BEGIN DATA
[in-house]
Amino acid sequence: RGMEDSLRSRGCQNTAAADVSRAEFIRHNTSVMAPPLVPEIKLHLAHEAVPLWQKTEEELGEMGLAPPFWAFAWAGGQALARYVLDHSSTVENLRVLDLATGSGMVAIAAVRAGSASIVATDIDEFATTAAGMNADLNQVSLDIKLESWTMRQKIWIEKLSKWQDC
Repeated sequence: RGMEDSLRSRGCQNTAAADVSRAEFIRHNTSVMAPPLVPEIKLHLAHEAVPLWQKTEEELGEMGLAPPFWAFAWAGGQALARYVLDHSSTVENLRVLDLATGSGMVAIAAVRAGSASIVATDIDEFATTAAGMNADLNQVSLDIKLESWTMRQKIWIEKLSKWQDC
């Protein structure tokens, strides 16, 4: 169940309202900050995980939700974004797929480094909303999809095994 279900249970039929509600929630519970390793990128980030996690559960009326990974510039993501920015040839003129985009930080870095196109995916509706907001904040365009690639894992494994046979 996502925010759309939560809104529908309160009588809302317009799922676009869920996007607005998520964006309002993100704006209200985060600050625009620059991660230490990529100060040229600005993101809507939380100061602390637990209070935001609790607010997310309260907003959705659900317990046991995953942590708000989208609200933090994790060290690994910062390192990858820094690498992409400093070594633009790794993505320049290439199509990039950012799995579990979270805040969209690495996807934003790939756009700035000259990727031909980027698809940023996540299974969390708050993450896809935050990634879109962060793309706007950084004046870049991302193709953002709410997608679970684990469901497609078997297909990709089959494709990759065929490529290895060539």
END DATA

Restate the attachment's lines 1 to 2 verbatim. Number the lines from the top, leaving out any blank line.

[in-house]
Amino acid sequence: RGMEDSLRSRGCQNTAAADVSRAEFIRHNTSVMAPPLVPEIKLHLAHEAVPLWQKTEEELGEMGLAPPFWAFAWAGGQALARYVLDHSSTVENLRVLDLATGSGMVAIAAVRAGSASIVATDIDEFATTAAGMNADLNQVSLDIKLESWTMRQKIWIEKLSKWQDC